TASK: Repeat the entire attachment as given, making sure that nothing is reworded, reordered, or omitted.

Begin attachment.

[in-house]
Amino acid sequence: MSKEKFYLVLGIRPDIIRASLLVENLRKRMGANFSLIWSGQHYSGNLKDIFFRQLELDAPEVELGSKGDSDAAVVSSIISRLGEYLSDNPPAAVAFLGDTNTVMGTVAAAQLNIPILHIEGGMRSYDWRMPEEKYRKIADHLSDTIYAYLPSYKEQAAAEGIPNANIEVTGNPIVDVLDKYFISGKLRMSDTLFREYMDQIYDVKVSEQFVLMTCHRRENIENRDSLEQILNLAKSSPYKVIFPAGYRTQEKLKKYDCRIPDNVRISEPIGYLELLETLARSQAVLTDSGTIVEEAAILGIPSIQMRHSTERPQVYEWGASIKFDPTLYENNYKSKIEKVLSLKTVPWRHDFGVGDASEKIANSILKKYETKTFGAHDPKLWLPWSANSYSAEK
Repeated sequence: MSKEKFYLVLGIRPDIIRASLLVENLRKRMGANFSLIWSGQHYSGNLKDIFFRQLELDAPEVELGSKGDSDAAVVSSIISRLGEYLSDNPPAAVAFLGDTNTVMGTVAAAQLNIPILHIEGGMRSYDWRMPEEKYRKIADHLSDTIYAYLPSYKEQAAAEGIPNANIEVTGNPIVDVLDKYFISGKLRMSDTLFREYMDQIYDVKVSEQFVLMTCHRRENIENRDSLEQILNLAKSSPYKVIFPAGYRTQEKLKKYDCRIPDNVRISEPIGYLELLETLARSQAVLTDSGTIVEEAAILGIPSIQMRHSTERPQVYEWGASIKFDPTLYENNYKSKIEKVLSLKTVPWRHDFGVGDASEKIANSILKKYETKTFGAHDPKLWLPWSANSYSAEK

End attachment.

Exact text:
[in-house]
Amino acid sequence: MSKEKFYLVLGIRPDIIRASLLVENLRKRMGANFSLIWSGQHYSGNLKDIFFRQLELDAPEVELGSKGDSDAAVVSSIISRLGEYLSDNPPAAVAFLGDTNTVMGTVAAAQLNIPILHIEGGMRSYDWRMPEEKYRKIADHLSDTIYAYLPSYKEQAAAEGIPNANIEVTGNPIVDVLDKYFISGKLRMSDTLFREYMDQIYDVKVSEQFVLMTCHRRENIENRDSLEQILNLAKSSPYKVIFPAGYRTQEKLKKYDCRIPDNVRISEPIGYLELLETLARSQAVLTDSGTIVEEAAILGIPSIQMRHSTERPQVYEWGASIKFDPTLYENNYKSKIEKVLSLKTVPWRHDFGVGDASEKIANSILKKYETKTFGAHDPKLWLPWSANSYSAEK
Repeated sequence: MSKEKFYLVLGIRPDIIRASLLVENLRKRMGANFSLIWSGQHYSGNLKDIFFRQLELDAPEVELGSKGDSDAAVVSSIISRLGEYLSDNPPAAVAFLGDTNTVMGTVAAAQLNIPILHIEGGMRSYDWRMPEEKYRKIADHLSDTIYAYLPSYKEQAAAEGIPNANIEVTGNPIVDVLDKYFISGKLRMSDTLFREYMDQIYDVKVSEQFVLMTCHRRENIENRDSLEQILNLAKSSPYKVIFPAGYRTQEKLKKYDCRIPDNVRISEPIGYLELLETLARSQAVLTDSGTIVEEAAILGIPSIQMRHSTERPQVYEWGASIKFDPTLYENNYKSKIEKVLSLKTVPWRHDFGVGDASEKIANSILKKYETKTFGAHDPKLWLPWSANSYSAEK